What I did on my Birthday

I celebrated my birthday the other day. The typical question one is asked is “well, what did you do on your birthday?” I went on a mission to check out a couple of projects up north. I did not want to stay on the PRT dwelling on the fact that I just turned thirty-seven.

My day started really early and rushed. When I woke up I only had thirty minutes to gear up and get in the Hummer. I threw my stuff on, ran out to where the trucks lined up, threw my rifle and helmet in, then ran into the DFAC to grab breakfast. In a paper bowl I threw in eggs, biscuits and gravy, and a sausage and took it back to the vehicles. About that time we started the final safety brief. I was able to scarf down breakfast before we left. That was a good thing because eating inside a bumpy vehicle with full battle rattle on would have been difficult.

It was a long ride and it was cold that day. When we got to our destination and got out I about froze. It was bloody cold up there! We were at a higher altitude and it was really windy. I thanked my judgment for telling me to wear my polartec longjohns and my neck gator. In any case, after walking around I warmed up a bit but not much. I ate a food bar for lunch because I just couldn’t stomach the idea of eating an MRE.

We weren’t expecting to but we actually got back in time for the staff meeting (we hold them twice a week). I slammed together some notes (I was gone all day) and briefed my portion. Typically, when you are finished you say “pending your questions I have nothing further”. My commander said that she didn’t have any questions but that she was glad that I was back in one piece because I went on the days mission and she wished me a happy birthday!

I had planned a special dinner for myself. Good thing because dinner at the DFAC was less than appetizing. I had waiting for me a can of highland beef haggis, a tin of single malt whisky cake, and raspberry oatmeal shortbread from Caledonian Kitchen. I killed the haggis and had a third of the whisky cake (it took me three more days to finish the cake). The only thing missing was a couple of rusty nails (drambui and scotch whisky). I am still eating the shortbread.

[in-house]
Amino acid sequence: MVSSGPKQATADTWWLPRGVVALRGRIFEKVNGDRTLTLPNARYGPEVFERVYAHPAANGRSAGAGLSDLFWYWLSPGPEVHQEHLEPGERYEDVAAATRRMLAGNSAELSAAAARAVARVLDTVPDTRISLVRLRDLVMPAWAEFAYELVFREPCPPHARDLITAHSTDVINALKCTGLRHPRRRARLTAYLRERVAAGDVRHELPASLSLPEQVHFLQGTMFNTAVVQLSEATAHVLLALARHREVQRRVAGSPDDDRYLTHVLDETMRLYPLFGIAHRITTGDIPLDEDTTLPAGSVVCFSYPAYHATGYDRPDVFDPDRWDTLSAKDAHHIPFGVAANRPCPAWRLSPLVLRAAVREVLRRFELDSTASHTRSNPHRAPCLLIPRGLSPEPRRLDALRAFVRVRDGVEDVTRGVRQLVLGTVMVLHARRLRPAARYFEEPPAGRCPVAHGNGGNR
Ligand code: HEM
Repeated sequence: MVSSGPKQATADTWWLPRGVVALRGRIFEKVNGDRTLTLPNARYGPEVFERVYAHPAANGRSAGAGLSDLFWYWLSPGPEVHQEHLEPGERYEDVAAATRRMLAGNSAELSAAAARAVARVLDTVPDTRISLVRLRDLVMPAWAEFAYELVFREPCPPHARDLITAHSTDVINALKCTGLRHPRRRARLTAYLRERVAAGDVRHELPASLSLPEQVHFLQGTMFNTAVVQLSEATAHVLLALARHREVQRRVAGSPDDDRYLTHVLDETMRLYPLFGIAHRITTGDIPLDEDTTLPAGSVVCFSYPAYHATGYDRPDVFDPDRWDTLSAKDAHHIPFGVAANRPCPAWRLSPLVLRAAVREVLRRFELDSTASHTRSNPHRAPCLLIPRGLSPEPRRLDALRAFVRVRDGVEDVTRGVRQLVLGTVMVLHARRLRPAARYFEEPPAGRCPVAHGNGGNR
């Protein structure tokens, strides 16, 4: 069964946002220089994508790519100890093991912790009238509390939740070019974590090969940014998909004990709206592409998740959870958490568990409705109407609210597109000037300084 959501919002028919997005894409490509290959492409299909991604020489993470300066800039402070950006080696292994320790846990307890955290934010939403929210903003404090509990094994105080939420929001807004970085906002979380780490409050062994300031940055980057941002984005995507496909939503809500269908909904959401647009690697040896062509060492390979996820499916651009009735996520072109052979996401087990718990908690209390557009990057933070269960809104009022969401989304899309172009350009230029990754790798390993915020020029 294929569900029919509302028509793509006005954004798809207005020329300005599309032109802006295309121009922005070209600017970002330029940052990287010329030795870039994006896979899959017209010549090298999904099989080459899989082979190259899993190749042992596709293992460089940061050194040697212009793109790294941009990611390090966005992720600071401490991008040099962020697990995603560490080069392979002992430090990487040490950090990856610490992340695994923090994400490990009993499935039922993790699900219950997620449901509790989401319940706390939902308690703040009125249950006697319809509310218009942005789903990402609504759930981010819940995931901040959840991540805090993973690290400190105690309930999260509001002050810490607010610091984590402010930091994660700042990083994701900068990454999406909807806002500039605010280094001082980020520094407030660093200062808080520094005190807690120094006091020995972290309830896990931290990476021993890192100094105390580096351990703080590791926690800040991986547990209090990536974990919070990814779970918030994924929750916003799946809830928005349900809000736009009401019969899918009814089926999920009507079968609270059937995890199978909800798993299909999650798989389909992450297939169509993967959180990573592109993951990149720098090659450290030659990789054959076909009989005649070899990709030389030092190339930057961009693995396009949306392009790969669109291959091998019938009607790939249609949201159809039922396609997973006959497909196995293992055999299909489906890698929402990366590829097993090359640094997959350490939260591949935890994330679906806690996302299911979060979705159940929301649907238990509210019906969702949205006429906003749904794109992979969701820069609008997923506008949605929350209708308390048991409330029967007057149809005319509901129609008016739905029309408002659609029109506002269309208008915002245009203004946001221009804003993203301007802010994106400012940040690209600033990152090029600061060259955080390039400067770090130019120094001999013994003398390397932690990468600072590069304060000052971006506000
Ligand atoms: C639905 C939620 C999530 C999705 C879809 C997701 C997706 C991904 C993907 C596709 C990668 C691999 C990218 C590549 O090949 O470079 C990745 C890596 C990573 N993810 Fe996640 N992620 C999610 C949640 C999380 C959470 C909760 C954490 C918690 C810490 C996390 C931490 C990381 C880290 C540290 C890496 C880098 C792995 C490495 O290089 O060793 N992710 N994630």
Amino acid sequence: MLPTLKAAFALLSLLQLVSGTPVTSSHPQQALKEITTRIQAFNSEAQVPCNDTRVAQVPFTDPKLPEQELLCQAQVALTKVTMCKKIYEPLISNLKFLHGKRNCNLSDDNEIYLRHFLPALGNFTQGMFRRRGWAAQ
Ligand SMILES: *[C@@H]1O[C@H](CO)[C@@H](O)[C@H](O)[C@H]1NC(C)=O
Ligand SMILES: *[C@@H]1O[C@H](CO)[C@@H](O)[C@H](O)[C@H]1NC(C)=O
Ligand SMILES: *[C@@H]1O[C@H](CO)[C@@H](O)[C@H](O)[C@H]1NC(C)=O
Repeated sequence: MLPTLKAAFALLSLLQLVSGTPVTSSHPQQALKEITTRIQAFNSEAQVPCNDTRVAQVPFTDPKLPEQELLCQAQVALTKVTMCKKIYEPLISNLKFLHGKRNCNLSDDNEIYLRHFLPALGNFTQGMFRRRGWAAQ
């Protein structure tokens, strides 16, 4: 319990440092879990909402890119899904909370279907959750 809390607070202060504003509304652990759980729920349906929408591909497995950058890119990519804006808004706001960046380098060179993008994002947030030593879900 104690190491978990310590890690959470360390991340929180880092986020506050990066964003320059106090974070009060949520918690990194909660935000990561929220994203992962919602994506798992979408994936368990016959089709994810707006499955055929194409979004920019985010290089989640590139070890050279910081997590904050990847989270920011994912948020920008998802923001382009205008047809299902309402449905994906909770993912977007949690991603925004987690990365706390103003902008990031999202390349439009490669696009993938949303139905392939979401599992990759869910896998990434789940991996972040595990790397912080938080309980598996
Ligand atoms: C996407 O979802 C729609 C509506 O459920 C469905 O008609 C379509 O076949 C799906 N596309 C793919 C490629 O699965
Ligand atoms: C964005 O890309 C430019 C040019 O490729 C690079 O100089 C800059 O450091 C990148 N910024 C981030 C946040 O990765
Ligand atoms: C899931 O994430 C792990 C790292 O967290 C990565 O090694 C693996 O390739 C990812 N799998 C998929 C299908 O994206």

Thursday nights we all get together and play poker. After dinner I joined the poker game. It’s mainly the commander and senior staff that plays but it is open to anyone. It is a really good time to just hang out and BS, smoke cigars, and give each other a hard time. I came away from the game with a new nickname. The Sergeant Major started calling me the Outlaw Josey Wales because I was smoking small cigars like the ones that Clint Eastwood favored in so many of his westerns. Josey Wales chewed more tobacco than smoked it but I wasn’t going to argue with the Sergeant Major! Everyone had to say what was their favorite Clint Eastwood movie was and I named two, High Plains Drifter and Unforgiven.

After poker, I hit the rack and that was that. I would have much preferred to play with my sons and be with my bride but I made do. Next year I think I will carry on with the haggis and whisky cake and definitely I will have those rusty nails.

CPT NightHawk


Another Update to Last Post

In the last post I neglected to include the link to the news release in the Colorado Springs Gazette. It contains more background on CPT Martinez and Kelly, his bride.

Please keep Kelly and the kids in your prayers.

CPT NightHawk


Update to Last Post

In my last post I mentioned that a colleague of my wife lost her husband in Iraq. I didn’t mention any names on purpose because it wasn’t really public knowledge. It is now and you can read about CPT Michael R. Martinez in the Jefferson City News Tribune and the Rocky Mountain News.

Michael was supposed to come home in February. Kelly is going through a really tough time now. Please say a prayer for Michael and pray for Kelly, his bride, and the kids (three sons and two stepdaughters).

Kelly, I promise that your loss will not be in vain. God bless you and your family and on behalf of my fellow soldiers, please accept our most sincere gratitude for your husbands service to our country.

God speed CPT Martinez.

CPT NightHawk


Dealing with Loss on the Front and the Home Front

I called home the other day to hear some bad news. One of my bride’s colleagues lost her husband. He was a JAG officer serving in Iraq and was in a helicopter that went down. The incident is mentioned in this CNN article.My wife really feels for her colleague and was at a loss on how to reach out. This tragedy also brought home to my wife that I face the same risk of losing either life or limb. When we say our good byes she always asks me to be careful which I say I always am. This time she asked me to be really, really careful.

When serving in a combat zone soldiers don’t have much time for grief. We have a remembrance ceremony and we get back to work. If we can’t be there for the actual ceremony we will have a quiet moment in our work area and then get back to work. Soldiers have the immediacy of our environment to keep us focused. That isn’t the case back home. How do you help someone you know cope with the loss of a loved one?

In one of the magazines my wife sent me from home there was an article on helping friends cope with loss. I am paraphrasing it in this blog so you all can take this advice if you know of someone that has suffered a loss recently. I already sent this information to my wife so she can help her colleague.